As primary care physicians work harder than ever, little time is left to manage patients who need them most: the frail and complex. Yet for those patients, 15 minutes in the exam room isn't enough – and getting to the exam room at all may be impossible.
“Our most vulnerable patients are the ones we don't see, who go from home to hospital to home to hospital," says Clive Fields, M.D., chief medical officer and co-founder of VillageMD, a national provider of primary care management services.
Those are the patients, says Fields, whose care is fragmented, delivered by “multiple single-modality providers – physical therapists, respiratory therapists, and so on – coming and going," with the onus on patients and their families to put all the pieces together.
So, Fields imagined an opposite scenario: hour-long visits in patients' homes with a consistent primary care provider. To make that vision a reality, he designed Village@Home, home-based primary care delivered by nurse practitioners. "Improvement in outcomes has been staggering," says Fields.
Primary care at home
Enrolling 300 patients a year in the Village@Home program, Village Family Practice, the company's flagship practice in Houston, has 20 to 45 percent fewer hospital admissions and readmissions than market average. Avoidable emergency department visits are 33 percent lower than market average.
And the practice is extraordinarily cost-efficient, with Medicare costs 20 to 40 percent lower and the cost per diabetic patient 16 percent lower than market average.
And it all relies on nurse practitioner Jennifer Burbridge's way with patients. As a Village@Home nurse practitioner, her focus is on building relationships and engaging patients in their own care.
“I didn't realize how many patients were falling through the cracks until I started doing these visits three years ago," says Burbridge. “I think sometimes people give up and just don't go to their doctors."
Her patients tend to have one or more chronic conditions: diabetes, chronic obstructive pulmonary disease, paralysis from a stroke or dementia. Or they're in transition, recovering at home following a hospitalization.
Caregivers as friends
Calling on five to seven patients on a typical day, Burbridge greets her patients and their caregivers as friends and knows their pets' names. Relationship-building is at the core of her care.
Over the course of her visit, she checks vital signs, does bloodwork, and reconciles medications. She checks for bed sores and treats urinary tract infections, and in doing so, reduces readmissions. And as an advanced care practitioner, she can prescribe medications on the spot, streamlining one of the knottier aspects of home-based care.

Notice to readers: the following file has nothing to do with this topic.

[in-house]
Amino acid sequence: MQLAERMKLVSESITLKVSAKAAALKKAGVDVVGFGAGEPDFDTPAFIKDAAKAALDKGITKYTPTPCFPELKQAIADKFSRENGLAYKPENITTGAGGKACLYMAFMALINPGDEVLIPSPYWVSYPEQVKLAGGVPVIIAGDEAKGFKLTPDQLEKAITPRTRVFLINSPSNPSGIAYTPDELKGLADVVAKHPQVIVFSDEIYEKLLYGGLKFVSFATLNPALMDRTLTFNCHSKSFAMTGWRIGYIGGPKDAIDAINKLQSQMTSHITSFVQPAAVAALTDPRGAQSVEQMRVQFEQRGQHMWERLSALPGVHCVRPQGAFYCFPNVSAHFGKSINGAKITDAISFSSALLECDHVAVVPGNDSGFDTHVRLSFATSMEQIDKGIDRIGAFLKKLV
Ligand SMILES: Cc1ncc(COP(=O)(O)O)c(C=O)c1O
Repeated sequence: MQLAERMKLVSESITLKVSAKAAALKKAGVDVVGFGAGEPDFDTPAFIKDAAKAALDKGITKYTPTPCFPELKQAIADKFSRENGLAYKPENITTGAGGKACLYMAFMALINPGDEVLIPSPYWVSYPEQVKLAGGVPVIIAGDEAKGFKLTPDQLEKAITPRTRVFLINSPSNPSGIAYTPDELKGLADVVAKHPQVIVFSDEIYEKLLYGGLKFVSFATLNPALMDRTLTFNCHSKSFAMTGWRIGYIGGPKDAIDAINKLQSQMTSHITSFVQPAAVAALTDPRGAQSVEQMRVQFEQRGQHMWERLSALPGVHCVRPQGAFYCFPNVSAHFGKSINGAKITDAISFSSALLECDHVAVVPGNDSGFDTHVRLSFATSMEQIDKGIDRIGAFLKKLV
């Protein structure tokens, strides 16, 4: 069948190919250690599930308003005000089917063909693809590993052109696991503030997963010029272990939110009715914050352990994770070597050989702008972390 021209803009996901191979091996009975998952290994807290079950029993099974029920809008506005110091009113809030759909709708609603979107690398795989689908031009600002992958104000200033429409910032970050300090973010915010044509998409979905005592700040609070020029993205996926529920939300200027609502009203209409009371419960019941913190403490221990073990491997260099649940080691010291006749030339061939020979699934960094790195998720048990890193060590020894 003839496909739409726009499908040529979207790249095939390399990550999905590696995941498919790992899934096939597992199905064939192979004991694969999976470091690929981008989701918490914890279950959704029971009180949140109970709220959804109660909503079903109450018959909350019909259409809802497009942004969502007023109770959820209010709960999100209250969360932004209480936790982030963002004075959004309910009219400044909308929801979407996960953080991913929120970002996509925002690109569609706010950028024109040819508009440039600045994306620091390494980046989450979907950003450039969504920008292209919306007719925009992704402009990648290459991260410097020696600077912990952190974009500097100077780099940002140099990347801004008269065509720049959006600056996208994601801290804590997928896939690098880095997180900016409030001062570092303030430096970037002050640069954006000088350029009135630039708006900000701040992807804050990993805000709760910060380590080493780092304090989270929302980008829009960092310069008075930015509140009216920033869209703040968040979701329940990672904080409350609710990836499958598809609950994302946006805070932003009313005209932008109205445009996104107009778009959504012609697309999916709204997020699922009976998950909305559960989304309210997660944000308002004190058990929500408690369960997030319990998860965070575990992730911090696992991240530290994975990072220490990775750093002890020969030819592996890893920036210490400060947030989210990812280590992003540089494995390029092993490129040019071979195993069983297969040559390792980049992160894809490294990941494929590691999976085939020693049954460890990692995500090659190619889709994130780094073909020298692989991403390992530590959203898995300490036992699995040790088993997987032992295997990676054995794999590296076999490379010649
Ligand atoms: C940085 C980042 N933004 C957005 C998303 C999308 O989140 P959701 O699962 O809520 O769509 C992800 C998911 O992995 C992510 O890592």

During the visit, Burbridge charts her notes directly into patients' EHRs on a smartphone or iPad, allowing the primary care doctor to see updates immediately. And most important, she doesn't need to cram all this into a 15-minute window, taking as much as an hour with each patient.
“If I have any questions, I can go directly to that person's primary care physician and ask them what they want to do," she says. “I'll call the specialist if something is going on they should know about, or if the patient doesn't understand what they were told at their visit.
"I think patients feel good that there's a connection to their doctor through me," Burbridge continues. "It prevents patients from feeling like they are lost in the system."
A social worker helps Burbridge address psychosocial issues. And as the program has grown, a licensed vocational nurse has joined the team to take patients' phone calls, so the person on the phone knows them as well as Burbridge does.
Familiarity is the key to the program's success. “I'm not a stranger coming into the house," says Burbridge, “and that seems to be such a critical thing."
Pushing the home healthcare envelope
Home-based healthcare may be the frontline of reducing the cost of healthcare. The Centers for Medicare and Medicaid Services estimates that in 2014, house calls saved the system $25 million nationwide — an average of $3,000 per patient. By eliminating fragmentation in home-based care, the Village@Home model has the potential to increase those savings, Fields says.
And in building relationships with caregivers as well as patients, it offers a lifeline for 40 million lay caregivers in the U.S. today, 2.3 million of whom have had to quit their jobs to take care of their frail spouse or parent.
Taking time to talk with family members about logistical or insurance issues — or their own anxiety — is essential. "The biggest thing is to actually listen to caregivers and take the time to talk," Burbridge says. "It helps with their stress."
While VillageMD measures the overall improved outcomes of its patients, Burbridge sees its impact of patients and their families day in and day out. “This helps them have a better quality of life for as long as possible. I feel like I'm making a difference."
Erin Graham is a frequent contributor to athenaInsight.